Think gadgets are the bees knees? You can create your own for Inspector. You host the gadget on your server, where the UserVoice app can access it over https.
Implement an endpoint that will serve the gadget HTML. It can be anything you’d like, so long as it’s SSL. For instance, you might pick:
UserVoice will call this endpoint with a GET request containing the following parameters in its query string:
- email: firstname.lastname@example.org (Email address of the user)
- name: Sally (The current name we have on file for this person)
- guid: null (Guid created for SSO, if one exists)
- user_id: 123 (Same user id that you’ll find in our API)
- MyService: 123 (Any external user ids. These can be set using the API)
When the gadget is displayed in the context of a ticket, key ticket attributes will be passed as well, under the ‘ticket’ key:
- id: 456 (Unique id of ticket)
- ticket_number: 123 (Human-facing ticket identifier)
- custom_fields: (Any custom fields set on the ticket)
- MyField: my value
- created_at: 2010-03-24T14:53:48-04:00
- updated_at: 2010-03-28T12:00:48-04:00
In order to handle authentication and account-specific scoping, you might want to accept additional parameters that UserVoice admins supply.
You can choose anything you want, and name these parameters what you want. So you might pick account and api_token, for instance. These parameters will be merged into the default parameters, like this:
- email: email@example.com
- user_id: 123
- name: Sally
- account: posterous
- api_key: 12345abcd (UV Admin entered this, and presumably got it from your website.)
UserVoice will then form all of this into a GET request:
To which you reply with…
You need to render an HTML page.
For CSS, we recommend you use our CSS file. You can do whatever you want here, but obviously something that looks like it fits in is ideal. Our base gadget styles are here:
If your gadget has no data to display, for instance if the user can’t be found in your CRM, then the best practice is to hide the gadget completely. You can do this simply by including this snippet before you include the gadget.js file:
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Here is a sample HTML document that you might render. It uses ERB and assumes you have a variable named ‘data’:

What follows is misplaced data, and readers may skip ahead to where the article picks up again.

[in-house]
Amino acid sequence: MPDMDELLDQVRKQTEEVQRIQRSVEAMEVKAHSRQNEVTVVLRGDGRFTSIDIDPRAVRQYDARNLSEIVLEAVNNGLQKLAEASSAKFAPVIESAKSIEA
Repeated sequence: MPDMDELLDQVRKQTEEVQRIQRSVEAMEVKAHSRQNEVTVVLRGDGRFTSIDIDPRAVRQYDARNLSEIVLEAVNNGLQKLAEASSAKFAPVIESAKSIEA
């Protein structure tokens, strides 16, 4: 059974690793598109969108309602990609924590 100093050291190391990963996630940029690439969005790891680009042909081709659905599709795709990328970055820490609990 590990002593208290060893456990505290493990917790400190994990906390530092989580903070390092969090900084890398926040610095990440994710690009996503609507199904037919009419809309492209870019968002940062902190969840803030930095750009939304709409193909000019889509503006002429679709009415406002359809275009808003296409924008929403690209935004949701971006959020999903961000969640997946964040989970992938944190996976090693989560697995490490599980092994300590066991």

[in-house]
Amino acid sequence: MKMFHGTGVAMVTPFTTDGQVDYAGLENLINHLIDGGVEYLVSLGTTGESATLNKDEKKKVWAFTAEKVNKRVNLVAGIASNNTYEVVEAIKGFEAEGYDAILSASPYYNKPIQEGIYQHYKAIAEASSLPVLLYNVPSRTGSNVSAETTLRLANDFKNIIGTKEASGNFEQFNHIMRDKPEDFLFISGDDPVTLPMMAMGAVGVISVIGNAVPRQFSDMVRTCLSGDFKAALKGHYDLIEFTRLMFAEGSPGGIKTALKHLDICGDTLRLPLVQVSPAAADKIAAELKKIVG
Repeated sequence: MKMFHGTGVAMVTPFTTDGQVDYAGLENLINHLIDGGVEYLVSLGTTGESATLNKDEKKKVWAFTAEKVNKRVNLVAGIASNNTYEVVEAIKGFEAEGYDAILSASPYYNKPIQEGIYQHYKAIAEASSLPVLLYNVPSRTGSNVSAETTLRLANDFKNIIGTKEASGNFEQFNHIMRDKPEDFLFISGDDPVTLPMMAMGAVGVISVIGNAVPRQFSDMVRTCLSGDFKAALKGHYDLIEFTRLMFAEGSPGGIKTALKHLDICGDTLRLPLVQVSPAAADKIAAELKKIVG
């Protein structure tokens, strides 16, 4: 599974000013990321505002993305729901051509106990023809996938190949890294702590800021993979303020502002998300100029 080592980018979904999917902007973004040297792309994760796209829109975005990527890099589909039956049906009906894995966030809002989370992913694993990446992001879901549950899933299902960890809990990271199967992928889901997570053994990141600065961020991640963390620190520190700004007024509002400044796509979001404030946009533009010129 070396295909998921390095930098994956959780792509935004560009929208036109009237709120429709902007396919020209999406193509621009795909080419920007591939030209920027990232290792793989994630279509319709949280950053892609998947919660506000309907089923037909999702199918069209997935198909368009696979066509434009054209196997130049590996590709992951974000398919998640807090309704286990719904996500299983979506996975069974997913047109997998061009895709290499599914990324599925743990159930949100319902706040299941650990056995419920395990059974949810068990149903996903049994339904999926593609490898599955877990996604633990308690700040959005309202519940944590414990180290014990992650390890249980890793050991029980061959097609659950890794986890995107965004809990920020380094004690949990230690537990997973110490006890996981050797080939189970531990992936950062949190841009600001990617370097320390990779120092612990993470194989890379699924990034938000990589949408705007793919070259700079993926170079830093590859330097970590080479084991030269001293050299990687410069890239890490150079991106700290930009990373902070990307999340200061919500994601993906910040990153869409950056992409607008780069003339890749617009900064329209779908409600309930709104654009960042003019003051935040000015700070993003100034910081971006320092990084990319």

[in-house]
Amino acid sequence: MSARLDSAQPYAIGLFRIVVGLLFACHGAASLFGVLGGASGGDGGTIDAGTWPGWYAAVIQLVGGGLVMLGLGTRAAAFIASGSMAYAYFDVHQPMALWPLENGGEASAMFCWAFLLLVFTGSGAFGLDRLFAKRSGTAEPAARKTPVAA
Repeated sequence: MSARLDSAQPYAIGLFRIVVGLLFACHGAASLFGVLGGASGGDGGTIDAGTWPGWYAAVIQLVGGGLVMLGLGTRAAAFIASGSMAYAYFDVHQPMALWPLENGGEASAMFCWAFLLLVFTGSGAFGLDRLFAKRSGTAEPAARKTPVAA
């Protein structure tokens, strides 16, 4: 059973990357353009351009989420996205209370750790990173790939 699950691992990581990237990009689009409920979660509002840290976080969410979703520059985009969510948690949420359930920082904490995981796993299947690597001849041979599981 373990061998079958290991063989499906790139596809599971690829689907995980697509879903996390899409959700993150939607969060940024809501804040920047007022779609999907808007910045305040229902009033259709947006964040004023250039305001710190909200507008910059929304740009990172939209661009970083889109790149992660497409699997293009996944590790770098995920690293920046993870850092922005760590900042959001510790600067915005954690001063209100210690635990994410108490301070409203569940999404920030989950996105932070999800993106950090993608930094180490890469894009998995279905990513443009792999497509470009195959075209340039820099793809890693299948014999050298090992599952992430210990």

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Create a One-Off Gadget
Let’s say you run a website called clawstores.com. Most likely, you have a database and a secret admin area you can access to view who signed up on your site. You’d like a gadget that can pull in customer data into UserVoice. Obviously, this gadget only applies to you – you don’t want any other UserVoice account access to it!
This situation is fully supported. You’ll want to head on over to your UserVoice account’s admin area, click Settings, and go into Integrations. Add a custom gadget:
Then enter your gadget URL:
Your URL might be something like:
UserVoice will then call your endpoint, including the parameters (such as email and user_id) listed above in the previous section.
It should be noted that you can use this method to test out a broader integration.
Creating A Gadget Anyone Can Use
You want to implement a gadget and distribute it to others. Maybe you run a CRM SaaS app like pennycrm.com, or maybe you’re a 3rd party and you want to implement a gadget on their behalf. You want an admin on UserVoice.com to go here to add your gadget:
And once it has been enabled, you want it to show up here:
There are two steps to this process. First, implement an endpoint on your server according to our gadget specifications. Second, tell us about it and we can work with you to add it into our UI for others to use.
Now that you’ve gotten your gadget working, you want anyone to be able to access it. Please email us at firstname.lastname@example.org and we’ll work with you on getting it added into the UserVoice UI so anyone can add it!
So, you’ve learned how to pull in data from your personal system and from popular 3rd party systems. Please let us know if you create generic gadgets that others might find useful!